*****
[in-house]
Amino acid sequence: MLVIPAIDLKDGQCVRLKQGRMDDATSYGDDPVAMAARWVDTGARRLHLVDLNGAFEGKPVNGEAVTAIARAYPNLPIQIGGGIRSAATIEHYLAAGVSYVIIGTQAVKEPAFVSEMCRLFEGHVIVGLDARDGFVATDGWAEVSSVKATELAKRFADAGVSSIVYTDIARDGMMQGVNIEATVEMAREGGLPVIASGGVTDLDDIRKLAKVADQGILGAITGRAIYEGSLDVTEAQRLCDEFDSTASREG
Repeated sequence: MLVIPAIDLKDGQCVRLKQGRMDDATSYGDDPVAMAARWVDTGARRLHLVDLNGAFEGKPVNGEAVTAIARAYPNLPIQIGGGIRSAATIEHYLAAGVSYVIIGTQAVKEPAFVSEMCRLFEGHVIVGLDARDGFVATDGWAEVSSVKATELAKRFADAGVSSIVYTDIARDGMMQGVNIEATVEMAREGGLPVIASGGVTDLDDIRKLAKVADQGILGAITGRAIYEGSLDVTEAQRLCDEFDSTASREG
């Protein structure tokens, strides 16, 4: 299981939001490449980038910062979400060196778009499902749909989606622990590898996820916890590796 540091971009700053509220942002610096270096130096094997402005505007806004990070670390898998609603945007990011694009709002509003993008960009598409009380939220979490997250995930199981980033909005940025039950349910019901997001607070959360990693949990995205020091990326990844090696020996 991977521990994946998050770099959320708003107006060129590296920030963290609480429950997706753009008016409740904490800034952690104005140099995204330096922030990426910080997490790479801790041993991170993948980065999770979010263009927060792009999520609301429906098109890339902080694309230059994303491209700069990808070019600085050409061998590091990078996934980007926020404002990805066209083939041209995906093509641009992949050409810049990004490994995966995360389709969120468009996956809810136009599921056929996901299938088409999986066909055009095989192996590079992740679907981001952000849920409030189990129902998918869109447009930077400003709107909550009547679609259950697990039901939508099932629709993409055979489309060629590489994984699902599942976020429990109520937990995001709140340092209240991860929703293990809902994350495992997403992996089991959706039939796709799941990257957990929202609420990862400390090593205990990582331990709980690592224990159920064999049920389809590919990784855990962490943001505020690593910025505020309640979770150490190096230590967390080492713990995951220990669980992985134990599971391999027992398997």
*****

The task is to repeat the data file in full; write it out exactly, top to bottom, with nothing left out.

[in-house]
Amino acid sequence: MLVIPAIDLKDGQCVRLKQGRMDDATSYGDDPVAMAARWVDTGARRLHLVDLNGAFEGKPVNGEAVTAIARAYPNLPIQIGGGIRSAATIEHYLAAGVSYVIIGTQAVKEPAFVSEMCRLFEGHVIVGLDARDGFVATDGWAEVSSVKATELAKRFADAGVSSIVYTDIARDGMMQGVNIEATVEMAREGGLPVIASGGVTDLDDIRKLAKVADQGILGAITGRAIYEGSLDVTEAQRLCDEFDSTASREG
Repeated sequence: MLVIPAIDLKDGQCVRLKQGRMDDATSYGDDPVAMAARWVDTGARRLHLVDLNGAFEGKPVNGEAVTAIARAYPNLPIQIGGGIRSAATIEHYLAAGVSYVIIGTQAVKEPAFVSEMCRLFEGHVIVGLDARDGFVATDGWAEVSSVKATELAKRFADAGVSSIVYTDIARDGMMQGVNIEATVEMAREGGLPVIASGGVTDLDDIRKLAKVADQGILGAITGRAIYEGSLDVTEAQRLCDEFDSTASREG
């Protein structure tokens, strides 16, 4: 299981939001490449980038910062979400060196778009499902749909989606622990590898996820916890590796 540091971009700053509220942002610096270096130096094997402005505007806004990070670390898998609603945007990011694009709002509003993008960009598409009380939220979490997250995930199981980033909005940025039950349910019901997001607070959360990693949990995205020091990326990844090696020996 991977521990994946998050770099959320708003107006060129590296920030963290609480429950997706753009008016409740904490800034952690104005140099995204330096922030990426910080997490790479801790041993991170993948980065999770979010263009927060792009999520609301429906098109890339902080694309230059994303491209700069990808070019600085050409061998590091990078996934980007926020404002990805066209083939041209995906093509641009992949050409810049990004490994995966995360389709969120468009996956809810136009599921056929996901299938088409999986066909055009095989192996590079992740679907981001952000849920409030189990129902998918869109447009930077400003709107909550009547679609259950697990039901939508099932629709993409055979489309060629590489994984699902599942976020429990109520937990995001709140340092209240991860929703293990809902994350495992997403992996089991959706039939796709799941990257957990929202609420990862400390090593205990990582331990709980690592224990159920064999049920389809590919990784855990962490943001505020690593910025505020309640979770150490190096230590967390080492713990995951220990669980992985134990599971391999027992398997």